Sun 4 Nov 2018 10:30 - 10:55 at Stuart - I Chair(s): Mark Marron

Many concurrent or parallel programming languages rely on runtime checking to ensure safety. To implement such a language on a virtual machine (VM), such runtime checks are often implemented in a VM-independent way, using source-to-source translation or bytecode instrumentation. This approach avoids modifying complex VM components like the just-in-time (JIT) compiler and offers great portability. However, obtaining good performance is challenging, as the approach cannot profit from custom JIT optimizations to eliminate redundant checks.

In this paper, we present and evaluate two techniques to make the VM-independent approach efficient, using the example of a parallel programming language called Rolez. To guarantee that concurrent threads do not interfere, Rolez relies heavily on runtime checks: for every field access, the runtime system checks that the state of the target object currently permits this operation (unless the check is optimized away). The Rolez compiler we present here generates standard Java source code and the runtime system is implemented as a Java library. Nevertheless, many Rolez programs deliver performance roughly on par with manually synchronized Java implementations, which is achieved using these two techniques: 1) code-managed runtime data, which improves runtime check efficiency by passing performance-critical information from method to method, and 2) an interprocedural but modular concurrency analysis, which eliminates many runtime checks that are actually redundant.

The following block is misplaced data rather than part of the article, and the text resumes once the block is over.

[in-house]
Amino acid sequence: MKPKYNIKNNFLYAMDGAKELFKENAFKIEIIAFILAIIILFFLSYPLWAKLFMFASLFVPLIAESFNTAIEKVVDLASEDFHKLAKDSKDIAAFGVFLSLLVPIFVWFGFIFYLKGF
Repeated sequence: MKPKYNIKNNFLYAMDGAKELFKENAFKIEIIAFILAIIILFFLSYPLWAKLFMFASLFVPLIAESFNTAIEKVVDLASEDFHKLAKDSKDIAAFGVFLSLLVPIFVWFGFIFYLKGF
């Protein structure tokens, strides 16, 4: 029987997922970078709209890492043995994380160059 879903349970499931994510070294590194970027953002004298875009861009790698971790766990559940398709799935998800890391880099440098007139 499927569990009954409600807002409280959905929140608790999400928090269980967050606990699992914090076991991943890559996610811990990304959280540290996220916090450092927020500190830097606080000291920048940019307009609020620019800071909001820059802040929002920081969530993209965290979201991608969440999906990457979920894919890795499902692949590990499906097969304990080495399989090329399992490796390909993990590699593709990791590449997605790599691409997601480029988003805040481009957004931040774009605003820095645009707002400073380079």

Conference Day
Sun 4 Nov

Displayed time zone: Guadalajara, Mexico City, Monterrey change

10:30 - 12:00
IVMIL at Stuart
Chair(s): Mark MarronMicrosoft Research
10:30
25m
Research paper
Efficient VM-independent Runtime Checks for Parallel Programming
VMIL
Michael FaesETH Zurich, Thomas GrossETH Zurich
DOI Pre-print
10:55
25m
Research paper
Using Compiler Snippets to Exploit Parallelism on Heterogeneous Hardware: A Java Reduction Case Study
VMIL
Juan FumeroThe University of Manchester, Christos KotselidisThe University of Manchester
DOI Pre-print
11:20
20m
Talk
Generating a Minimum JavaScript VM Specialised for Target Applications
VMIL
Tomoharu UgawaKochi University of Technology, Japan, Hideya IwasakiUniversity of Electro-Communications, Japan
11:40
20m
Talk
Profiling Android Applications with Nanoscope
VMIL
Lun LiuUniversity of California at Los Angeles, USA, Leland TakamineUber Technologies, Adam WelcUber Technologies
Pre-print